The second album from the duo collaboration of acoustic and electric bassist Anders Berg and guitarist Tellef Ogrim on fretted and unfretted standard and baritone guitars, a Hadron Particle synthesizer, and other instruments, merging rock, jazz and other groove oriented styles. ... Click to View


Keiko Higuchi: Between Dream And Haze (Improvising Beings)

Free jazz vocal improvisation from Keiki Higuchi in a quartet with drummer Tatsuya Nakatani, bassist Luis Inage, and guitarist Masami Kawaguchi, creating an hallucinatory sound of unusual techniques and hazy vocal implications, revealing layers with each listen. ... Click to View


Jad Fair / Strobe Talbot: Hunger (Music a la Coque)

Jad Fair, vocalist and mastermind of Half Japanese, with the band Strobe Talbot (Nick Hobbs, Beng Gallaher, Andy Fisher), in a 33 rpm postcard flexi record of a song titled "Hunger", a limited and numbered edition of 250 copies with artwork from Jad Fair himself. ... Click to View


Ensemble SuperMusique: Les accords intuitifs (Ambiances Magnetiques)

Montreal's most creative large ensemble, led by Joane Hetu & Daniell Palardy Roger, in their 5th release presenting works composed between 1976-2015 featuring twenty musicians playing in different combinations, showing the creative breadth and skills of this amazing band. ... Click to View


The Disguises (Thomson / Caloia / Charuest / Hood / Tanguay): Songs 7 Dances from The Muted Note (Ambiances Magnetiques)

Eleven songs by Montreal trombonist Scott Thomson, settings of poems by P.K. Page (1916-2010), one of Canada's distinguished literary figures, in a band with Pierre Tanguay on drums, Yves Charuest on sax, Nicolas Caloia on double bass, and Susanna Hood on vocals. ... Click to View


Otomo Yoshihide : Guitar Solo 2015 RIGHT (Doubtmusic)

The complement to his "Guitar Solo "RIGHT", Otomo Yoshihide recorded 123 structured guitar improvisations on Masayuki Takayanagi's 1963 Gibson, then gave them to Akihiko Matsumoto who fed them into software he developed to play them back using a set of intelligent rules. ... Click to View


Roger Turner / Otomo Yoshihide: Live at SuperDeluxe (Doubtmusic)

UK free improvising percussionist Roger Turner in a duo with Japanese creative improviser Otomo Yoshihide on guitar, performing live at Tokyo's SuperDeluxe in 2015, two sets of dynamic and demanding improvisation, from near silence to driving rhythm and noise. ... Click to View


Roger Turner / Satoh Masahiko / Otomo Yoshihide: Live at Hall Egg Farm (Doubtmusic)

During legendary UK free improvising drummer Roger Turner's 2015 tour of Japan he met with guitarist Otomo Yoshihide and pianist Satoh Masahiko to record this monumental and astounding 66 minute improvisation at Fukaya City's Hall Egg Farm. ... Click to View


Junji Hirose / Kazuhisa Uchihashi: Saxophonedaxophone (Doubtmusic)

Saxophonist Junji Hirose met Kazuhisa Uchihashi at Foxhole in Kichijoji in 2014 and 2015, Uchihashi performing only on Hans Reichel's daxophone--wood shapes played in a variety of ways to create unusual sound--as heard on these 10 surprising and wonderfully idiosyncratic recordings. ... Click to View


MILESDAVISQUINTET!: Shapin' With (BeCoq)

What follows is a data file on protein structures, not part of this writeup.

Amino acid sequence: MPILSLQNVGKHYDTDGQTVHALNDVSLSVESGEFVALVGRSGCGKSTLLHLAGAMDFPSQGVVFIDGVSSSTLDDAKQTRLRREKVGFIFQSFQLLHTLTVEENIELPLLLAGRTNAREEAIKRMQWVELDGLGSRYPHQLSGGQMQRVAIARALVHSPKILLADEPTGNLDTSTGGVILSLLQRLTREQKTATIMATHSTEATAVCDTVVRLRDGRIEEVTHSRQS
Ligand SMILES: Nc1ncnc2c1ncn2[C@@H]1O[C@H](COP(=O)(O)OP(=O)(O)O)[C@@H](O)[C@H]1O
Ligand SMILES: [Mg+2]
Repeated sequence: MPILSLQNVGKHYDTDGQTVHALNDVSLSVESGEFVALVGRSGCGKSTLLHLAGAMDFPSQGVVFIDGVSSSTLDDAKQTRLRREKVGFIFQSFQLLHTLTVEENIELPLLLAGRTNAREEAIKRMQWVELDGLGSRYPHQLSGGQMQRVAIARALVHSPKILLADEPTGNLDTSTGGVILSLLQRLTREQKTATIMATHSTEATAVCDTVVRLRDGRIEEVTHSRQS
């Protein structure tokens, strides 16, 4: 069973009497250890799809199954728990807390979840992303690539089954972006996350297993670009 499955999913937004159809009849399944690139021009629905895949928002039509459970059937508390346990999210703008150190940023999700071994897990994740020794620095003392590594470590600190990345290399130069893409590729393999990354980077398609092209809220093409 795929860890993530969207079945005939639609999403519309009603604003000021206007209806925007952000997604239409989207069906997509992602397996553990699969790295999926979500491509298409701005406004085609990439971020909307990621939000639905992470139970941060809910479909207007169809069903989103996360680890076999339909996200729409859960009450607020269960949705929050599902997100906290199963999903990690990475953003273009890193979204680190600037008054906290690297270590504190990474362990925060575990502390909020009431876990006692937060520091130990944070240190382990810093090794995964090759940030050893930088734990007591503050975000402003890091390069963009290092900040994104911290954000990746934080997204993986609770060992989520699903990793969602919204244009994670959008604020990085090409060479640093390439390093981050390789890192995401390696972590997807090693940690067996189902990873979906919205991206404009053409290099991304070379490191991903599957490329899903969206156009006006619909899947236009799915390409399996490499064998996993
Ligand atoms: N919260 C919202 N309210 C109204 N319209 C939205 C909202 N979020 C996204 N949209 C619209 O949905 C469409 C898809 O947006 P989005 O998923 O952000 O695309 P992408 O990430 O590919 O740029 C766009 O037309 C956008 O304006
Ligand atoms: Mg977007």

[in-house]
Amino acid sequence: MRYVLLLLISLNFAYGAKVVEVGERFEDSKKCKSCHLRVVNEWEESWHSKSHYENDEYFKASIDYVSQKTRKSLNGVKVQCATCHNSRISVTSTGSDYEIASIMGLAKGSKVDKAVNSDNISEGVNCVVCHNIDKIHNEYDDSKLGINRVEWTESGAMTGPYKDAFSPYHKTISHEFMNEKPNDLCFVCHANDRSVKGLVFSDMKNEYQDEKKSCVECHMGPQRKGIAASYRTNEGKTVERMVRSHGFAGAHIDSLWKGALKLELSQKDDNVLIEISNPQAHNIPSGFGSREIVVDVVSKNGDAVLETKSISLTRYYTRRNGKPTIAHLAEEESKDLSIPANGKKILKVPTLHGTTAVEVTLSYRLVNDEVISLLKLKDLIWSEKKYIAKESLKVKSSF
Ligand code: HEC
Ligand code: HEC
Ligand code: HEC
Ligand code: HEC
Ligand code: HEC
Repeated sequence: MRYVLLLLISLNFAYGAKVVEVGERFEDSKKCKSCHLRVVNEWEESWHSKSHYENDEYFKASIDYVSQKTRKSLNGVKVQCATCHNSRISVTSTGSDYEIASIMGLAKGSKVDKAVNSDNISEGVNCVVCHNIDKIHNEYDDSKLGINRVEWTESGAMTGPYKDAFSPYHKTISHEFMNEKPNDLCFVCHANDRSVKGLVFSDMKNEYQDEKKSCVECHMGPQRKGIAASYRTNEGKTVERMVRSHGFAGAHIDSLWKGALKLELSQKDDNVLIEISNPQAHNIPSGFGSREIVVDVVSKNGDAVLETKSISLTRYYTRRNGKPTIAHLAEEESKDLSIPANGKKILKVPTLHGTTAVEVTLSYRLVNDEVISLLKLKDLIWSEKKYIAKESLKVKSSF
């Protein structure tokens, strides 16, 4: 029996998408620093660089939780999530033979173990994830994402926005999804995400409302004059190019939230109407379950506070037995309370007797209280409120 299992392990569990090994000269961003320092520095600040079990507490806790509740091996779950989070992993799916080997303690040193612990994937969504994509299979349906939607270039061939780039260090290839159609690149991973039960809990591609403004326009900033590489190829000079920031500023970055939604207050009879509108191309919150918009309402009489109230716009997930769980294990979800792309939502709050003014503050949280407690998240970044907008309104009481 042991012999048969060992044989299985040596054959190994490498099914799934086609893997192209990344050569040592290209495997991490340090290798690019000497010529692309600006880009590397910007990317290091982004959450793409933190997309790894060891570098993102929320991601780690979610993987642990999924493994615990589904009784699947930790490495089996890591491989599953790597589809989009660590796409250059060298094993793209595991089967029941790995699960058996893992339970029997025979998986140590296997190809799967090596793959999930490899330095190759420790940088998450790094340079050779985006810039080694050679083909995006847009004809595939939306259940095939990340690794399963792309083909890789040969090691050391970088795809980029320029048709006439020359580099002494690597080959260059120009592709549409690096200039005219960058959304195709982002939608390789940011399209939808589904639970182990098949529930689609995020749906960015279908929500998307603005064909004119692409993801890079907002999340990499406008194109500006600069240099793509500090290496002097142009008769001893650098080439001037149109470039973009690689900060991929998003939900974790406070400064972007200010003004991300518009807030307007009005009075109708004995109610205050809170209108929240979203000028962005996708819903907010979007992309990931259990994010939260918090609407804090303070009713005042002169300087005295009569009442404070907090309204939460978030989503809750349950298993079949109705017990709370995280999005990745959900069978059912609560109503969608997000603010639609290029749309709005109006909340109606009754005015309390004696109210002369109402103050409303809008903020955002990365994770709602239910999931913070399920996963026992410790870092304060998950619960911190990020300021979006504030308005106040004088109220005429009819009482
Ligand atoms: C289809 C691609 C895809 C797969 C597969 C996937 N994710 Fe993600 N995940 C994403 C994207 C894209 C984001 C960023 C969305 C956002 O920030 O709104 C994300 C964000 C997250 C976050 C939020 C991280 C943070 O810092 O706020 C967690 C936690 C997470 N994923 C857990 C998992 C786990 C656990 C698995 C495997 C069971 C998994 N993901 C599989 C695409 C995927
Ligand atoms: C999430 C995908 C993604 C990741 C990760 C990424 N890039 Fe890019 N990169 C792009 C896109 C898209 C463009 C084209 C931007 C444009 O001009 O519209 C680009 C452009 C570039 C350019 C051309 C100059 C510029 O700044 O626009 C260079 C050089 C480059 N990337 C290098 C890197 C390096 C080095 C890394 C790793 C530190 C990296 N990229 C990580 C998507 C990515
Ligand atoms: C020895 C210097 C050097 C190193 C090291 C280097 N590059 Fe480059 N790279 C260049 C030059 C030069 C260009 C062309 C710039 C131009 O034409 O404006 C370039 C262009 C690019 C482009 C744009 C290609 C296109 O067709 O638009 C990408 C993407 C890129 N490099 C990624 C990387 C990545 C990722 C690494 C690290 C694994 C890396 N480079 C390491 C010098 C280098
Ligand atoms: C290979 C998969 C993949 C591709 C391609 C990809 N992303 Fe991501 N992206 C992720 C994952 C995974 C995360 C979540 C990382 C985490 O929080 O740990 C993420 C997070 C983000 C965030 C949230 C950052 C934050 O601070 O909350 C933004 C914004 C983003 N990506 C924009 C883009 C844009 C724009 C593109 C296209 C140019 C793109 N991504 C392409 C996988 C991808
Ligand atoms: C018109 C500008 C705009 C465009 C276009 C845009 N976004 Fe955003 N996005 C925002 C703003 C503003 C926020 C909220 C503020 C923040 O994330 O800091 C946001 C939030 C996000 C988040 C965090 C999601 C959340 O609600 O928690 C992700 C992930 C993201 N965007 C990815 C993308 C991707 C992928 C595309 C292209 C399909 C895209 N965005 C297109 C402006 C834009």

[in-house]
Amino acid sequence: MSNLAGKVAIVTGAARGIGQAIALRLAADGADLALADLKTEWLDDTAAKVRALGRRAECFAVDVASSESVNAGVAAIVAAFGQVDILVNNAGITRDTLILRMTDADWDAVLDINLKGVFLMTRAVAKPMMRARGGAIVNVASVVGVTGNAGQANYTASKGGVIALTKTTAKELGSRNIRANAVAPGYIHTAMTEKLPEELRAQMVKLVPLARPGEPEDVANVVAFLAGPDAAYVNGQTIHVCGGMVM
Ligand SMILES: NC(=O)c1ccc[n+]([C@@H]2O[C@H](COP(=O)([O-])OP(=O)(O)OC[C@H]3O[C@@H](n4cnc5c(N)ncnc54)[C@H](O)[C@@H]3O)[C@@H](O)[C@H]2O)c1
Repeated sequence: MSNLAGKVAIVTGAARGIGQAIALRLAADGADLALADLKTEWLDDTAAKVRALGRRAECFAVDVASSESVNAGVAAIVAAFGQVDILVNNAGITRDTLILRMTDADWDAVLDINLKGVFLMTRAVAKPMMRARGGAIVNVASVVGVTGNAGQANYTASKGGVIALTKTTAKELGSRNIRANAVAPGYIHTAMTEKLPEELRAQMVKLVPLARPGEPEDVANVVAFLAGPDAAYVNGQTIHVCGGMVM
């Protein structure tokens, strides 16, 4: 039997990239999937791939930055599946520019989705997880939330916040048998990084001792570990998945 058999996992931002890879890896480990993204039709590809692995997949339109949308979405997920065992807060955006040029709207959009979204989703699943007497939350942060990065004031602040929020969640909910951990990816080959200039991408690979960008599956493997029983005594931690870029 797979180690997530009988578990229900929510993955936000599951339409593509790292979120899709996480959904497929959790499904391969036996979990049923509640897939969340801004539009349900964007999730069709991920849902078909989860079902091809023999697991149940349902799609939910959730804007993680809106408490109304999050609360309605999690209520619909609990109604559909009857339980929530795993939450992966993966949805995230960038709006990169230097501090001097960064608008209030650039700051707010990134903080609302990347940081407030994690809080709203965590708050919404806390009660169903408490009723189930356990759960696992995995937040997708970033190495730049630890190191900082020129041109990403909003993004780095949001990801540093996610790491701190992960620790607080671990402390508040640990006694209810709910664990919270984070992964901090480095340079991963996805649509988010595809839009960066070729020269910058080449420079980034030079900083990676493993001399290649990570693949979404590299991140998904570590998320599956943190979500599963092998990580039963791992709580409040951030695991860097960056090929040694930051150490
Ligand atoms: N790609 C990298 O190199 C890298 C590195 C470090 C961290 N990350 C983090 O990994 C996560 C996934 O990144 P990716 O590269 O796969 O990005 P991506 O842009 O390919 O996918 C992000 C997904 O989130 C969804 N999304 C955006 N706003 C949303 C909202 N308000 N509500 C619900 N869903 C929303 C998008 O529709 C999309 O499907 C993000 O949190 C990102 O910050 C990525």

The French trio of Xavier Camarasa on piano, Valentin Ceccaldi on cello, and Sylvain Darrifourcq on percussion, having little to do with Mile Davis, but instead a creative band using timbral changes, intensity, density, volume to create unique improv environments. ... Click to View


Silke Rollig / Burton Greene: Space Is Still The Place (Improvising Beings)

New York free jazz pianist Burton Greene and free jazz vocalist Silke Rollig recorded these thirteen improvisations at The Loft in Koln, Germany in 2013, a mix of lyrical free playing with scat and freeform vocals, accompanied by flute, and by sax, on one piece each. ... Click to View


Ute Wassermann / Birgit Ulher: Radio Tweet (Creative Sources)

The long-standing duo of trumpeter Birgit Uhler, also on radio, speaker & objects, and free improvising vocalist Ute Wasserman, in an album of 8 unbelievable improvisations of a unique and sometimes bizarre character, holding one's attention from its outlandish nature--superb! ... Click to View


Rodrigues / Dorner / Torres / Fragenheim: Nor (Creative Sources)

The freely improvising quartet of Ernesto Rodrigues, Axel Dorner, Nuno Torres and Alexander Frangenheim recorded this beautiful album of dark sound in Germany in 2014, 3 movements of understated dialog using unexpected techniques in a subtle dialog. ... Click to View


Vorfeld / Scott / Gratkowski: Sieben Entruckte Lieder (Creative Sources)

The trio of Frank Gratkowski on clarinets and alto sax, Michael Vorfeld on percussion, and Richard Scott on modular synthesizer, also known as Spectre, freely improvising in dramatic and generally reserved ways, intently focusing on sound and interchange. ... Click to View


Email:



The Squid's Ear
Squidco Sales

Heard In

Reviews of artist releases:
cd's, books, magazines, &c.


  John Zorn 
  The Classic Guide to Strategy Volume Two  
  (Lumina (1986)) 

   review by Kurt Gottschalk
  2003-08-20
John Zorn: The Classic Guide to Strategy Volume Two (Lumina (1986))

For a man of considerable stature, well over 6 feet tall and with a deep voice that can penetrate through anything else going on in a room, my Uncle Roger has a way of quietly flying below any other activity. His jokes bounce off the floor, catching you unawares when you didn't realize he'd spoken, and on Christmas he tends to hand out unwrapped items after everyone else is done exchanging gifts.